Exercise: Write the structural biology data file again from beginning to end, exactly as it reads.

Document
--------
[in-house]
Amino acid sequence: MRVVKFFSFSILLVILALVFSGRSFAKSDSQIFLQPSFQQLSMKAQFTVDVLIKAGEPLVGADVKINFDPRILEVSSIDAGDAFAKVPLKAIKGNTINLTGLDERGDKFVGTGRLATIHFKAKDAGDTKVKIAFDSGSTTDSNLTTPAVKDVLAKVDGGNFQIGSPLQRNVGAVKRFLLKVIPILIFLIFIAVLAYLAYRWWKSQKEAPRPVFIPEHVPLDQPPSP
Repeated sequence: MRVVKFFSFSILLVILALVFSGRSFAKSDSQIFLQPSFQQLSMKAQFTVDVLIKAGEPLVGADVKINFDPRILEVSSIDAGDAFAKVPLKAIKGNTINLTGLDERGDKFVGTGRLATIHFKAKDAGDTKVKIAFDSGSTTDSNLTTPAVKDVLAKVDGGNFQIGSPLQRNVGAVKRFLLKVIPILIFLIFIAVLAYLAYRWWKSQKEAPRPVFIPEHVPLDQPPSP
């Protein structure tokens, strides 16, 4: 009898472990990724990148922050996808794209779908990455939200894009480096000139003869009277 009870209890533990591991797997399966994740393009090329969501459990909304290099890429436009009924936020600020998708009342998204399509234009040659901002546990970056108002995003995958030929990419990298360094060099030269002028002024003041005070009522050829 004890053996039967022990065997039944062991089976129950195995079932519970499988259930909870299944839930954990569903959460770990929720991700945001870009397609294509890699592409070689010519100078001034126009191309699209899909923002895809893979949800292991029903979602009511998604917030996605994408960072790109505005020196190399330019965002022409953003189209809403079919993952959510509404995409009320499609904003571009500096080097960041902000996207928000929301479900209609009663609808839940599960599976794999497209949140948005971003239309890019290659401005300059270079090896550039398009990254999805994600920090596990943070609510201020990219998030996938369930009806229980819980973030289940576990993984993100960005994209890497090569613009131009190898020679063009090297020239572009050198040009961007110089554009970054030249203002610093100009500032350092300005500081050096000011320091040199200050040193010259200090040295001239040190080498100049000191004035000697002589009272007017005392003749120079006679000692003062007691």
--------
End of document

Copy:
[in-house]
Amino acid sequence: MRVVKFFSFSILLVILALVFSGRSFAKSDSQIFLQPSFQQLSMKAQFTVDVLIKAGEPLVGADVKINFDPRILEVSSIDAGDAFAKVPLKAIKGNTINLTGLDERGDKFVGTGRLATIHFKAKDAGDTKVKIAFDSGSTTDSNLTTPAVKDVLAKVDGGNFQIGSPLQRNVGAVKRFLLKVIPILIFLIFIAVLAYLAYRWWKSQKEAPRPVFIPEHVPLDQPPSP
Repeated sequence: MRVVKFFSFSILLVILALVFSGRSFAKSDSQIFLQPSFQQLSMKAQFTVDVLIKAGEPLVGADVKINFDPRILEVSSIDAGDAFAKVPLKAIKGNTINLTGLDERGDKFVGTGRLATIHFKAKDAGDTKVKIAFDSGSTTDSNLTTPAVKDVLAKVDGGNFQIGSPLQRNVGAVKRFLLKVIPILIFLIFIAVLAYLAYRWWKSQKEAPRPVFIPEHVPLDQPPSP
């Protein structure tokens, strides 16, 4: 009898472990990724990148922050996808794209779908990455939200894009480096000139003869009277 009870209890533990591991797997399966994740393009090329969501459990909304290099890429436009009924936020600020998708009342998204399509234009040659901002546990970056108002995003995958030929990419990298360094060099030269002028002024003041005070009522050829 004890053996039967022990065997039944062991089976129950195995079932519970499988259930909870299944839930954990569903959460770990929720991700945001870009397609294509890699592409070689010519100078001034126009191309699209899909923002895809893979949800292991029903979602009511998604917030996605994408960072790109505005020196190399330019965002022409953003189209809403079919993952959510509404995409009320499609904003571009500096080097960041902000996207928000929301479900209609009663609808839940599960599976794999497209949140948005971003239309890019290659401005300059270079090896550039398009990254999805994600920090596990943070609510201020990219998030996938369930009806229980819980973030289940576990993984993100960005994209890497090569613009131009190898020679063009090297020239572009050198040009961007110089554009970054030249203002610093100009500032350092300005500081050096000011320091040199200050040193010259200090040295001239040190080498100049000191004035000697002589009272007017005392003749120079006679000692003062007691």